Sunday, August 8, 2021

The Battle of Shoemaker's Bridge: August 27, 1776

Yesterday I was thrilled to participate in my first-ever virtual tabletop wargame hosted by Jonathan of the outstanding Palouse Wargaming Journal blog, with Darren the Duc de Gobin on the other side of the "table."  Le Duc is the author of the excellent "Wargaming in the Age of Cynics and Amateurs" blog and has been a good "virtual" friend of mine for years and while we have played in a cooperative campaign, and unknowingly faced each other at Germantown in Norm's Germantown Play by Email game, this would be the first time we'd match wits against each other at the miniature wargaming table!

Speaking of wargaming table, Jon's setup did not disappoint! I find myself privileged to have been invited, but more on that later!  

Jon emailed a detailed briefing with Orders of Battle and some perspective of the bigger picture of what is going on in the Battle of Long Island.  I played the American commander and Le Duc played the British commander.

Looking at the American side with the hill and Shoemaker's Farm in the center.  The British must cross the stream and their units are just entering the table.  Heard's Militia Brigade is on the table, as well as the Riflemen and Continental Artillery.

I looked at the victory point conditions (not closely enough as it turns out!) and determined that this battle would be all about the hilltop, Shoemaker's Farm, and the Bridge.  Rather than deploy to cover a wide frontage, Heard's Brigade had ultimate responsibility for the hill initially, and to slow the British down by forcing them to deploy.  THe Riflemen would cover the bridge as best they could to also slow down the British and force them into line.  My Artillery, heroes to a man in this game, would initially attempt to cover the crossing with fire.

It's worth mentioning here the outstanding pre-game briefing which Jon had provided to us which was very clear, unambiguous, and left no question as to what our victory conditions were.  Jon also opened the virtual session with a Q&A to see if we had any additional questions or concerns prior to diving in.  

And dive in we did!  Darren's Brigades rushed the bridge in column and took to the field in a spirited fashion, making good speed for the hill.  Artillery opens fire the first turn and the rifles are shocked to see a foot battalion crossing the bridge in front of them and deploying into line.  This is all made that much more impressive with the fact that Jonathan is in Washington State and Darren is across the Atlantic Ocean!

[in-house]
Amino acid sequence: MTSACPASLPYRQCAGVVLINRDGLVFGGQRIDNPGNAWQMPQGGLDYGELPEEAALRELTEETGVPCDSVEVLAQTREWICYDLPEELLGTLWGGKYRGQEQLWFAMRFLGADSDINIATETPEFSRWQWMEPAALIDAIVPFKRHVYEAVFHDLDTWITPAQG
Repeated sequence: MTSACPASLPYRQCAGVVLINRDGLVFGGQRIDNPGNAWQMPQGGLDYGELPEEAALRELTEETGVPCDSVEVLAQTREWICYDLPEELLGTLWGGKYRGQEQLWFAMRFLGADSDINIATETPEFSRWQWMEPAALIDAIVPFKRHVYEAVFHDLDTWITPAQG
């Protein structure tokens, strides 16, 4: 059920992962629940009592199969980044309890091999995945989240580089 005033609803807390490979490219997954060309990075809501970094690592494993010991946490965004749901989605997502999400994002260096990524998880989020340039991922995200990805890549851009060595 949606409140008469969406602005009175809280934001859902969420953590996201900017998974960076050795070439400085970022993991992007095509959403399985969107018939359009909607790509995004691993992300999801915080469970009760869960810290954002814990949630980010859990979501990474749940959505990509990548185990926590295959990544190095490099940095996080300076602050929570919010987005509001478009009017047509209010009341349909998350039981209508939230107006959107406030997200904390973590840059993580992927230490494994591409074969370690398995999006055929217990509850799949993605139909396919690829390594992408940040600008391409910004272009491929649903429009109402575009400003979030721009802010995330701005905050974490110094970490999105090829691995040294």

Contact!  British forces deploy and fight on the American side of the stream.

I was snapping screen shots when I could and here you have Heard's Milita Brigade on the hill looking at Battalion after Battalion of British regulars forming to their front.  Nixon's and Parson's Brigades are moving at the double-quickstep coming up the road but it's a lengthy process.  

My "plan" was for Nixon to eventually "swap out" positions on the hill but Darren arrived at our doorstep so fast that they ended up shoring up the American position to prevent us being flanked on my right.  Parson was initially my "reserve" element and was to guard against Darren trying any sneaky flanking attacks against the hill from the left of the picture.  Parson's men were actually fed into the hilltop fight from the left and thank goodness they were there or this battle only would have lasted 4 turns!

Here, Jon is carrying out our instructions on the tabletop as the fight on the American right heats up and the British push the riflemen back into the field behind.  Note Nixon's Brigade traffic jam on the road with his first 2 Continental infantry units fighting right from the march!

My milita units give an excellent accounting of themselves (as best militia can) at the lead edge of the hill next to the stream while Darren deploys to push them out.  Meanwhile his initial brigade storms the bridge and deploys to assault the artillery and face the new threat of Nixon's Brigade who are coming down the road.

Darren eventually surrounds the hilltop and while Heard's Militia are pushed back the Continental artillery detachment survive volley after volley and even repeated ground assault, each time holding their ground and forcing the British back!  It's the stuff of legends as a detachment of guns holds off some of the best units of the British Army!  Also, worth mentioning here, Darren's dice saving him time and again when it counted!  Numerous units with only 1 hit remaining are able to weather the fire and stay in the game.  (proposed new nickname is "Dice Demon Darren" šŸ˜Š)

Returning to the action, the British eventually seize a toe-hold on the hilltop and push the militia back.  I feed in Continental troops and push 1 British unit off but Darren skillfully puts in fresh units and makes short work of the remainder of Heard's Brigade and elements of Parson's Brigade.  I'm making him pay dearly for every hex he seizes, and at the same time, completely forgetting the victory conditions to exit units from the table!  The Americans are putting up a tough fight, and losing their entire force in the process!
Note the fresh British units coming from the top of the screen.  True to form, the British are gaining the upper hand in the battle, but it's a tough slog!


British storming the creek now and the Guards are pushing their way into my right flank.  Note the Artillery is STILL alive!  Eventually they'd be surrounded in 3 or 4 hexes!

Most of the British force is across the stream now and I'm fighting for my life on the hill.  The fight flank is buckling a bit.  Interesting point here - had i remembered the requirement to get units off the table, I could have funneled a bunch of units off but instead died in place here!  It was a glorious and bloody stand, but it didn't have to happen!  Note the Artillery still alive :)